Grulla National Wildlife Refuge

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Coordinates: 34°05′43″N 103°04′00″W / 34.09528°N 103.06667°W / 34.09528; -103.06667
Grulla National Wildlife Refuge
Protected Area
Grulla Salt Lake 2009.jpg
Flat playa surface of Arch Lake
Country  United States
States  New Mexico,  Texas
Region Roosevelt County, New Mexico / Bailey County, Texas
Elevation 1,177 m (3,862 ft)
Coordinates 34°05′43″N 103°04′00″W / 34.09528°N 103.06667°W / 34.09528; -103.06667
Area 13.1 km2 (5 sq mi)
Founded 1969
Management U.S. Fish and Wildlife Service
 - location Muleshoe, Texas
Website: Grulla NWR

Grulla National Wildlife Refuge is located primarily in eastern New Mexico in Roosevelt County, southwest of the intersection of State Highway 88 and the Texas - New Mexico border about 25 miles southeast of Portales, New Mexico and southeast of the tiny community of Arch. A very small part of the refuge extends eastward into western Bailey County, Texas.[1]

The central focal point of the Grulla National Wildlife Refuge is an ephemeral salt lake or saline playa – a shallow basin that collects runoff from the surrounding drainage area during heavy downpours but then often dries completely due to evaporation. This playa lake has been known by various names. Current USGS topographic maps and most commercially available maps of this region refer to this saline playa simply as "Salt Lake".[2][3] Back in the early 1880s, this playa was part of the DZ Ranch, and those familiar with the ranch often favor the name "DZ Lake". The lake is also frequently called "Arch Lake" after the nearby community of Arch, New Mexico, located around 6 km to the northwest.[4][5]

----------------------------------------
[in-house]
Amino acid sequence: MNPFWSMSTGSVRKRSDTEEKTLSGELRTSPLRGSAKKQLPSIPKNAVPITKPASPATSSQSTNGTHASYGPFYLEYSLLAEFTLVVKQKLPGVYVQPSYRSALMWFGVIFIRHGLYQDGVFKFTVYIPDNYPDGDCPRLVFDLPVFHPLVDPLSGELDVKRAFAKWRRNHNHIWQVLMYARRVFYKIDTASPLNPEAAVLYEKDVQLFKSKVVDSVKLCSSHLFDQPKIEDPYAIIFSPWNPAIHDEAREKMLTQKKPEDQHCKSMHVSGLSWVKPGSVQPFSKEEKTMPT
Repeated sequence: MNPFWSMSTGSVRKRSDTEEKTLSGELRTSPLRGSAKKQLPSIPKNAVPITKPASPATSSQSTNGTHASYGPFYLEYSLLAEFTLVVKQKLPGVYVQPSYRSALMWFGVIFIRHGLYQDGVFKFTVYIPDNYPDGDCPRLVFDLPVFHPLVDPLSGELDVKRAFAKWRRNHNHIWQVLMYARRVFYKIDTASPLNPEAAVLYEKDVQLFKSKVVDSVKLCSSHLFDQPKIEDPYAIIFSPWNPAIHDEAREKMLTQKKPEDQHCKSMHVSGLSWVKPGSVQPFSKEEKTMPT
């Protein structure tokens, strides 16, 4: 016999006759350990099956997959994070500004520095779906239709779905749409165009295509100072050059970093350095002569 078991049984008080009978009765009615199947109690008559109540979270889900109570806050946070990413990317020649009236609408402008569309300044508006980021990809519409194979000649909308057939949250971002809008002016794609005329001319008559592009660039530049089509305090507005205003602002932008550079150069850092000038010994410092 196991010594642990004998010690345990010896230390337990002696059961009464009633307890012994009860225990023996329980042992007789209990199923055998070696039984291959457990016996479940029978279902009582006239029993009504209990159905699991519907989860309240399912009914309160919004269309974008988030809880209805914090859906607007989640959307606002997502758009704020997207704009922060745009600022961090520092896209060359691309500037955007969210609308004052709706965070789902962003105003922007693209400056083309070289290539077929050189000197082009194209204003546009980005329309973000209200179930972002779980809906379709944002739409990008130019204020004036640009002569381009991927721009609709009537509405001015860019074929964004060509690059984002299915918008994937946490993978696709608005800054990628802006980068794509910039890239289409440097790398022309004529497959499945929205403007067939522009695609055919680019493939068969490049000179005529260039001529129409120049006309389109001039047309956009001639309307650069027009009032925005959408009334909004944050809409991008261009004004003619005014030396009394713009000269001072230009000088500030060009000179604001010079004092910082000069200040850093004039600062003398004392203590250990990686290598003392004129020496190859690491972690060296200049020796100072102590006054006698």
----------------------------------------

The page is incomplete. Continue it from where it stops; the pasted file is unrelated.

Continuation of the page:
The word Grulla is Spanish for crane. When wet, the playa lake provides habitat to Sandhill Crane and the grasslands within the refuge provide habitat to other birds such as Ring-necked Pheasant, Lesser Prairie Chicken, and Scaled Quail.[6]

The refuge has no facilities other than a parking lot and trails and is administered by Muleshoe National Wildlife Refuge in Texas.

See also[edit]

References[edit]

  1. ^ USFWS. "Grulla National Wildlife Refuge". U.S. Fish & Wildlife Service. Retrieved 29 September 2010. 
  2. ^ USGS. 1985. Golden Ranch Quadrangle. 7.5 minute series, United States Department of the Interior, U.S. Geological Survey, 1 map.
  3. ^ Burdett, W.H. 1998. The Roads of New Mexico. Shearer Publishing, Austin: Hart Graphics, 128 pp.
  4. ^ Wendorf, F. 1961. Paleoecology of the Llano Estacado. Museum of New Mexico Press, 144 pp.
  5. ^ Reeves, C.C. 1968. Introduction to Paleolimnology. Elsevier, 228 pp.
  6. ^ USGS. "Grulla National Wildlife Refuge". Bird Checklists of the United States. Retrieved 29 October 2009. 

External links[edit]